Sprained knee

Damaging the ligaments in your knee is known as a sprained knee

S.A.C. Dip (Diet, Exercise & Fitness), Advanced Human Anatomy & Physiology Level 3
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An introduction to sprained knees

Your knee is a hinge joint which contains four ligaments. Sprains to the knee damages one or more of these ligaments. The ligaments are strong fibrous tissues which connect the bones in the knee joint, keeping them aligned and able to move freely. These ligaments are easily damaged if they are overstretched, or stretched in a direction outwith their normal range of movement. These injuries are known as sprains and are a relatively common, particularly in certain sports.

What causes a sprained knee?

A knee sprain occurs when you overstretch or tear the ligaments in the knee. This usually happens if you exert too much pressure on a ligament, such as when changing direction or stopping suddenly when you are running. It can also be caused by an external blow to the joint.

The knee is not designed to move from side to side, so any lateral stress is likely to result in pain and perhaps a sprain.

What are the symptoms?

The symptoms you experience will depend on how you injured your knee, and the severity of the damage. Knee sprains have been split into three categories depending on the extent of the damage:

  • Grade 1 – this is the least severe type of injury you can sustain. It usually involves overstretching the ligament and may include some small tears in the ligament. The pain will not be severe, and you should be able to bear your own weight, although it may not feel as strong as the other knee
  • Grade 2 – this involves partial tearing of the ligament. It will be sore to move and tender to touch. You may not be able to put your full weight on the injury and it may seem a little unstable. Some bruising and swelling may develop
  • Grade 3 – this is when you have torn most of or have completely ruptured a ligament. It will be very painful, and you will not be able to bear your own weight. There will be significant instability in the joint.  Bruising and swelling may develop which will also restrict the movement of your joint.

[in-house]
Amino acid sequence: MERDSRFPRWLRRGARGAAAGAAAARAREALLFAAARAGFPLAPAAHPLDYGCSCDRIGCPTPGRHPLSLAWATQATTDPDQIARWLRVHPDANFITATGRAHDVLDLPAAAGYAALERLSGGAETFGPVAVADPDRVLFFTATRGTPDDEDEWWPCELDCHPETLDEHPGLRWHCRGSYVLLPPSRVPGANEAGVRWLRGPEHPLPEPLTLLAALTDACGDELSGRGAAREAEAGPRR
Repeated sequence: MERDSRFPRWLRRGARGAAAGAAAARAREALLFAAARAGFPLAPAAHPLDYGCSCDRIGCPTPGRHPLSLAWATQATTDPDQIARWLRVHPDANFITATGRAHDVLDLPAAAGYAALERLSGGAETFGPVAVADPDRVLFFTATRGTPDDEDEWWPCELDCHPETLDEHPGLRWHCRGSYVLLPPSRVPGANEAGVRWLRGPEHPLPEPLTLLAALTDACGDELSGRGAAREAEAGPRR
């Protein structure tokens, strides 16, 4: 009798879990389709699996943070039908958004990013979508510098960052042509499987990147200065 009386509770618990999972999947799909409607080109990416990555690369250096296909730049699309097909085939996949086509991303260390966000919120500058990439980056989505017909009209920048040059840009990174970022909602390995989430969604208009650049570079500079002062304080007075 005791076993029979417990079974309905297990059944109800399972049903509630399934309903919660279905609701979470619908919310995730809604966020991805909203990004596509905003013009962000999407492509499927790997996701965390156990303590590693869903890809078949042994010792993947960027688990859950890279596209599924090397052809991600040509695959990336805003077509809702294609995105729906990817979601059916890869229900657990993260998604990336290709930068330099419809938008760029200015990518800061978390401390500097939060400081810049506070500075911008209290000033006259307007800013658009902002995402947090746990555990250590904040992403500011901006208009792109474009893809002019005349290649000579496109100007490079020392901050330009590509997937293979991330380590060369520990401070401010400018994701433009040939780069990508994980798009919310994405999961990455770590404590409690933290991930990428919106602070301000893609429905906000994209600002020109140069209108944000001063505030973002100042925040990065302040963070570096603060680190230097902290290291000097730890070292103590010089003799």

Can I prevent a knee sprain?

It is impossible to completely free yourself from the risk of a knee sprain. However, you can minimise your chances by employing some simple techniques – mostly a bit of care and common sense!

Wearing proper trainers when exercising is the first step towards protecting your joints. They will stabilise your foot and ankle making lateral movements of the knee less likely. It is important to learn the correct techniques in a sport, or you will cause more damage to muscles and joints than just your knee. Incorrect technique may also lead to Repetitive Strain Injury (RSI).

It is important to warm up all your muscles and joints before you start exercising to make sure that they are fully flexible and ready for increased stress. You may also find that knee strengthening exercises may reduce your chances of a sprain.

Knee sprains can also occur if you twist your knee in an awkward way if you fall. Avoiding icy or slippery conditions will not only reduce your chances of incurring a knee sprain, but other injuries as well.

What treatments are available?

The treatment for your knee sprain will depend entirely on how you have damaged your knee and the severity of your symptoms. Immediately after spraining your knee you should follow the PRICE procedure, and within the next 72 hours you should also protect your injury against further HARM.

You may also find that pain killers and anti-inflammatories, including herbal remedies such as those containing the arnica can help ease your discomfort.

For some injuries, particularly Grade 3 sprains, or if you are unable to bear weight on your leg, you may need to seek medical attention. It is important to give your injury adequate recovery time so that it returns to full strength and mobility.

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